Global Reflation and the Trump Swerve
Commodity prices accelerated in the early 2000’s, encouraging the development of new supply and feeding capital investment globally. Very high commodity prices and the global financial market crisis led to significant demand destruction through the early years of this decade. With demand destruction came a downward reset in commodity prices, making high marginal cost production unprofitable. The stall in business investment fed back into demand destruction, pushing the U.S. economy to the brink of recession by the end of 2015. With commodity markets gradually rebalancing, in the presence of still highly accommodative monetary policy, the world is now reflating. U.S. demand upshifted in the third quarter of 2016, and looks set to continue in a higher gear for at least a few more quarters. China is catching a second wind. After revision, Japan GDP data looks better. European economies look stronger despite the ongoing political stress. The U.S. money supply, M2, is surging, up 7.8 percent in November on a year-ago basis.
Commodity prices are once again on the upswing. Wages are going up. Interest rates are still low as central banks respond to new conditions slowly. The global economy is reflating after a catastrophic loss of cabin pressure eight long years ago. The weak global economic recovery contributed to a rejection of the political status quo on both sides of the Atlantic. Now, as President-elect Trump prepares to take office under a mandate of change, the U.S. economy is already under the influence of the Trump Swerve. Equity markets jumped in November, and have not looked back. Measures of business and consumer confidence have surged. Anecdotal evidence suggests that businesses are set to accelerate capital spending in 2017.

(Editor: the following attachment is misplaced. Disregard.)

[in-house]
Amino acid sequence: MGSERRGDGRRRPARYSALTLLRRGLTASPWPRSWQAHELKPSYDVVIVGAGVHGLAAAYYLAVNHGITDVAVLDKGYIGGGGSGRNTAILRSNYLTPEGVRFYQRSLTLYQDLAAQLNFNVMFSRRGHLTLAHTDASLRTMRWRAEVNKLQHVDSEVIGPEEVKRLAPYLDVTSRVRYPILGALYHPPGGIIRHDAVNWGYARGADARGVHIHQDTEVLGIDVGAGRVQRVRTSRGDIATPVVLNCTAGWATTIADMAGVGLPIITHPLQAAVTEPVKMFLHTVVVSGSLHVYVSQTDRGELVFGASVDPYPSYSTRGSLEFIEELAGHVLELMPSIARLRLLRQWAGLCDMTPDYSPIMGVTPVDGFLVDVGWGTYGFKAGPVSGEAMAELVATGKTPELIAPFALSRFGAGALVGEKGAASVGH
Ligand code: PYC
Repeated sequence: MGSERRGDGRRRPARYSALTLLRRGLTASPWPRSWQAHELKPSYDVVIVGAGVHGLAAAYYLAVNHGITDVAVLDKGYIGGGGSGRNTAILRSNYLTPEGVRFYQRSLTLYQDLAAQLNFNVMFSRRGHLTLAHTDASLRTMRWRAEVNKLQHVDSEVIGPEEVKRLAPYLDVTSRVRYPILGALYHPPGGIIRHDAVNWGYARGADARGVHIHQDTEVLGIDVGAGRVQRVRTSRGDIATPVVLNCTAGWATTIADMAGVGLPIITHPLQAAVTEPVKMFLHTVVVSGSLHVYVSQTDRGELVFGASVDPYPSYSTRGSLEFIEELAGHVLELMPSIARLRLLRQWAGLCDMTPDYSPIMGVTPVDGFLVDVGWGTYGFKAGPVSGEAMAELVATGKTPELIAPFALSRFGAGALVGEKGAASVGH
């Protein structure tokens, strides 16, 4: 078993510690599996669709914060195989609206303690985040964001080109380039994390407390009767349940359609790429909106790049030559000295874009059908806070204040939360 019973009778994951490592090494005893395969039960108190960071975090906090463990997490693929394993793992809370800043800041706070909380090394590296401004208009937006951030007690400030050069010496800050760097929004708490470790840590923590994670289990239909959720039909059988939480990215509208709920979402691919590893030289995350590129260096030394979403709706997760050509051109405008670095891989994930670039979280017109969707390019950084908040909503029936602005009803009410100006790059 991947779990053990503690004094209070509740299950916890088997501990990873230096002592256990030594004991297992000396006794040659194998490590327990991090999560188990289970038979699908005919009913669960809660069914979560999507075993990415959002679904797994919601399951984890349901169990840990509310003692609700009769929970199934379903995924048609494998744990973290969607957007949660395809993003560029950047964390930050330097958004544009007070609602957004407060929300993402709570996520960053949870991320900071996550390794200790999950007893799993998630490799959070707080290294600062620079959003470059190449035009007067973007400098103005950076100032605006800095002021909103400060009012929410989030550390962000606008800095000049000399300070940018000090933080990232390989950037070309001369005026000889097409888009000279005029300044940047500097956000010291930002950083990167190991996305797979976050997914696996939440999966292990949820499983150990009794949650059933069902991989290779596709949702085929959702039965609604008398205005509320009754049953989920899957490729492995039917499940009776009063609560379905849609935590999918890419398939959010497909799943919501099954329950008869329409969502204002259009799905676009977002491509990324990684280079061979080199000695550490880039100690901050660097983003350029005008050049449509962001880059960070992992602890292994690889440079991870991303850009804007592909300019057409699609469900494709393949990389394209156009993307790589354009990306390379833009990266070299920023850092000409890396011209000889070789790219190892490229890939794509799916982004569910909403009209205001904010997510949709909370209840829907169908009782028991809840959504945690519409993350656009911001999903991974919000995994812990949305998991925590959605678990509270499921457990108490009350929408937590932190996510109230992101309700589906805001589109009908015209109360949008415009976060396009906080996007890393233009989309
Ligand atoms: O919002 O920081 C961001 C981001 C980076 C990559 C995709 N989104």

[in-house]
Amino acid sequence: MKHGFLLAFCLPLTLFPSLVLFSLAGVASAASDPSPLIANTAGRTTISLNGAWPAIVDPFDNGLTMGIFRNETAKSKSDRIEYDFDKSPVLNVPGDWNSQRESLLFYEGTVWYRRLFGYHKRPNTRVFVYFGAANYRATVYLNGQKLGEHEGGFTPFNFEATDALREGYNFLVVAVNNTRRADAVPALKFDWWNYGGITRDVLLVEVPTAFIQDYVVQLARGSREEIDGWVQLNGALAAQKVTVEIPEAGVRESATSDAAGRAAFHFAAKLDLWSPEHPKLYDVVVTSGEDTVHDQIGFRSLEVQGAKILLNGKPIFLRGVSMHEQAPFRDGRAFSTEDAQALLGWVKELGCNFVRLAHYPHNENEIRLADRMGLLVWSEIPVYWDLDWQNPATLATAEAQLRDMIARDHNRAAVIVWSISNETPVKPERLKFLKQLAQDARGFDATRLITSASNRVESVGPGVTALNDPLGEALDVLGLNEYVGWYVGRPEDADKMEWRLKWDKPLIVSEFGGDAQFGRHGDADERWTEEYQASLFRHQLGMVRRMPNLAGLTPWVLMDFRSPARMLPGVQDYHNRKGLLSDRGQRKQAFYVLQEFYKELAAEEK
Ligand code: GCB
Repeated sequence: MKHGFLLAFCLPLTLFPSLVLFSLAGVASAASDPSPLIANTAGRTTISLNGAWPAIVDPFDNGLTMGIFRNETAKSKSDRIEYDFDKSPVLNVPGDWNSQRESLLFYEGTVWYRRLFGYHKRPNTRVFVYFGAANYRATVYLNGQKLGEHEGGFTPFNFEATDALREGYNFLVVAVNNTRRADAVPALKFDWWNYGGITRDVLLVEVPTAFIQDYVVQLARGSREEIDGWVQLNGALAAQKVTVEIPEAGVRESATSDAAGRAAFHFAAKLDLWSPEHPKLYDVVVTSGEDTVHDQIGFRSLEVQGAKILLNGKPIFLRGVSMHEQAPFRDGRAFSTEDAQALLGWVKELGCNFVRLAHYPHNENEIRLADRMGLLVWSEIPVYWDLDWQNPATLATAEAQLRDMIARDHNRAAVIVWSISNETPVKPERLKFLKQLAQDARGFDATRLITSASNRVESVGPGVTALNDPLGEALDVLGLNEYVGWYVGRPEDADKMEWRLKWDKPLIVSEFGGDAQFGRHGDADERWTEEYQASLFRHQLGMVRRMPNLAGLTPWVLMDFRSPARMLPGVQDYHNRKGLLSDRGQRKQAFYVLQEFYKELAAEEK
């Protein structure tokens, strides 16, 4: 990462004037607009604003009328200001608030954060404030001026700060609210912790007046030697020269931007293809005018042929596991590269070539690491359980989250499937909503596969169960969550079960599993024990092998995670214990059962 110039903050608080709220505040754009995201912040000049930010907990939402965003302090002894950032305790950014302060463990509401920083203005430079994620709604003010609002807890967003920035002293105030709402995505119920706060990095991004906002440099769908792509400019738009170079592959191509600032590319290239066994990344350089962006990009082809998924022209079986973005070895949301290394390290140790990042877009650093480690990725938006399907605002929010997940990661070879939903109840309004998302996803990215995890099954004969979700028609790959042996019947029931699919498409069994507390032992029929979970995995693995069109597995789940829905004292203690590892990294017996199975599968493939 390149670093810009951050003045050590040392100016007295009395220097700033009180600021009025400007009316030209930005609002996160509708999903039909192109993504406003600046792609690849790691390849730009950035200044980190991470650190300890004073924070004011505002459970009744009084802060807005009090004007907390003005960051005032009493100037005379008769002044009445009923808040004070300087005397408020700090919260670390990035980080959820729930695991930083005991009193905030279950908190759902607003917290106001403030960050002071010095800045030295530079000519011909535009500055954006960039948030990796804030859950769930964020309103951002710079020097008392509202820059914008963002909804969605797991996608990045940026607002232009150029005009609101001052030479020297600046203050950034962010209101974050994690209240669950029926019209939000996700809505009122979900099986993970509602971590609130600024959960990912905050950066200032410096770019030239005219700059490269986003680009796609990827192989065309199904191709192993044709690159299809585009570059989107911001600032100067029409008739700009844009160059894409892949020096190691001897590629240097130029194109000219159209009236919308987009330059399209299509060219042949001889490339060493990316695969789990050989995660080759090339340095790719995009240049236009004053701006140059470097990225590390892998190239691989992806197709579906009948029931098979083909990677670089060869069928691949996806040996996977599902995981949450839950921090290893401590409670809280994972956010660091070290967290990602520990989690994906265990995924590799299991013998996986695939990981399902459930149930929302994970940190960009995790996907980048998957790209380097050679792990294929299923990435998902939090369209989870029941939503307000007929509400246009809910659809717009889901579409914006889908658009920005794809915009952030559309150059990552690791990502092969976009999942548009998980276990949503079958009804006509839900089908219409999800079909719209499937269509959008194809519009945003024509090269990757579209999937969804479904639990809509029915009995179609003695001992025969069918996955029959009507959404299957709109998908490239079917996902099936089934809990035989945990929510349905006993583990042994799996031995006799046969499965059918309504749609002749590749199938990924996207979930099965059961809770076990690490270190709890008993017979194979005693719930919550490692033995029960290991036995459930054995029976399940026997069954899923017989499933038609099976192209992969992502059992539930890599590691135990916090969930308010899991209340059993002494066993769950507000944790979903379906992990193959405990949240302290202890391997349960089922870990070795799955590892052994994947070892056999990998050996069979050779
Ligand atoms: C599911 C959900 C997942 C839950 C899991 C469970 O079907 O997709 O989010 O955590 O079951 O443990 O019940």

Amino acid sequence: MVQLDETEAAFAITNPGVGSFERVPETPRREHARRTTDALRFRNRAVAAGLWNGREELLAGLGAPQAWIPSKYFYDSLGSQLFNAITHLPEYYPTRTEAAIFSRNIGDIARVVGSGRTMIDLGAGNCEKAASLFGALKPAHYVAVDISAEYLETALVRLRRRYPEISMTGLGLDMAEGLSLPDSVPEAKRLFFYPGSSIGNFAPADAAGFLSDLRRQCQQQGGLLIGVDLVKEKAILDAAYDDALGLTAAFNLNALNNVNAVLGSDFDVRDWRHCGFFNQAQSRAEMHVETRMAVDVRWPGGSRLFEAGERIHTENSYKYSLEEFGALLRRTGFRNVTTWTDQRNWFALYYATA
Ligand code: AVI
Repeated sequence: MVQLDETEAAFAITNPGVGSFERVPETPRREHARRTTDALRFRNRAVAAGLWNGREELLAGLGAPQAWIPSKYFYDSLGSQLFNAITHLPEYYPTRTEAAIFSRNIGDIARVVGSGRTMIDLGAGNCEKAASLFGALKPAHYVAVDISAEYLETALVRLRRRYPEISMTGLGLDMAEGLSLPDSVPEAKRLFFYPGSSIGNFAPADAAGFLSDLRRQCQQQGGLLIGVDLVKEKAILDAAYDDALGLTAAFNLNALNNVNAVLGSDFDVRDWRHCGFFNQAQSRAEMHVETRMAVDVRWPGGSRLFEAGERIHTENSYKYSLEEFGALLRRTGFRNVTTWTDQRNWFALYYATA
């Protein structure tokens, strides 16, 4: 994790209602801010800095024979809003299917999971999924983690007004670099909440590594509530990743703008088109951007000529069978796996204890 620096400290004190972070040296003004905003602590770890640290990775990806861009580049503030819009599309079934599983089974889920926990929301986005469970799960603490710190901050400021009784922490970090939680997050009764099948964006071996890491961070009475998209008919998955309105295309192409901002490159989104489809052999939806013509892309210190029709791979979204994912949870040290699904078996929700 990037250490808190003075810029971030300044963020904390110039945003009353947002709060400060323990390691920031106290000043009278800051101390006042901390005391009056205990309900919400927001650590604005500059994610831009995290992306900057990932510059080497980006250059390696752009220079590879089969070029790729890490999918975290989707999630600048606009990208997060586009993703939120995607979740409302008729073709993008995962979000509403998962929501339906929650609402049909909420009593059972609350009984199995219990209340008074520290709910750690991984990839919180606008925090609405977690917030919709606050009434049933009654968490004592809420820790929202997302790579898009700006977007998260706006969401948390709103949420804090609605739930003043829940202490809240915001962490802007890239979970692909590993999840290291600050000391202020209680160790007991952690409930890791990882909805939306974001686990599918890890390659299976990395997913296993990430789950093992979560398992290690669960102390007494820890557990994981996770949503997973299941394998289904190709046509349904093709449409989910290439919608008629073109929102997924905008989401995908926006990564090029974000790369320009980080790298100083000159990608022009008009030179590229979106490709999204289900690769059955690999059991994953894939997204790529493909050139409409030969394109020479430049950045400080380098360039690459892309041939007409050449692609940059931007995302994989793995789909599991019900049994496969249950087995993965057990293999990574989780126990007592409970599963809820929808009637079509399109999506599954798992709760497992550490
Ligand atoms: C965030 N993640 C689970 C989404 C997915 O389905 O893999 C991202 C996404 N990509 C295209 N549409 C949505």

The incoming administration has promised a lot. Healthcare reform, tax reform, fiscal stimulus and regulatory rollback are all expected, and soon. Major corporations have altered significant investment decisions under threat of tweet. Most policies expected of the Trump administration will support near-term growth and tend to increase inflation. With wages climbing, commodity prices up and very low inflation expectations threatening to unhinge, the Federal Reserve has ramped up the dot plot, showing upwardly revised expectations for interest rates. The dots now signal three rate hikes for 2017. If inflation warms up quickly, there may be more than three. So there is potential for a monetary offset to the Trump Swerve, in the form of higher interest rates. Fortunately, with interest rates still ultra low, the threat of interest rate drag on the U.S. economy is distant. Another key downside risk comes from rapidly inflating expectations for the stock market. The Trump Bump may morph into the Trump Slump if the administration fails to deliver this spring on the supercharged rhetoric of the 2016 political season. Trade is also a downside risk for 2017, both from the strong dollar and from the apparent potential for heavy-handed deconstruction of trade agreements.
Timing is everything. We believe that the Trump Swerve will position the U.S economy to catch a favorable tailwind from global reflation. As the threat of a near-term U.S. led recession recedes, businesses will recalibrate and extend the current expansion into the history books. At 90 months, the business cycle catches its second wind. Stronger growth, more inflation, higher interest rates and slower job creation are in store for 2017.
For a PDF version of the complete Comerica U.S. Monthly with additional commentary, tables, and charts, click here: USEconomicOutlook0117.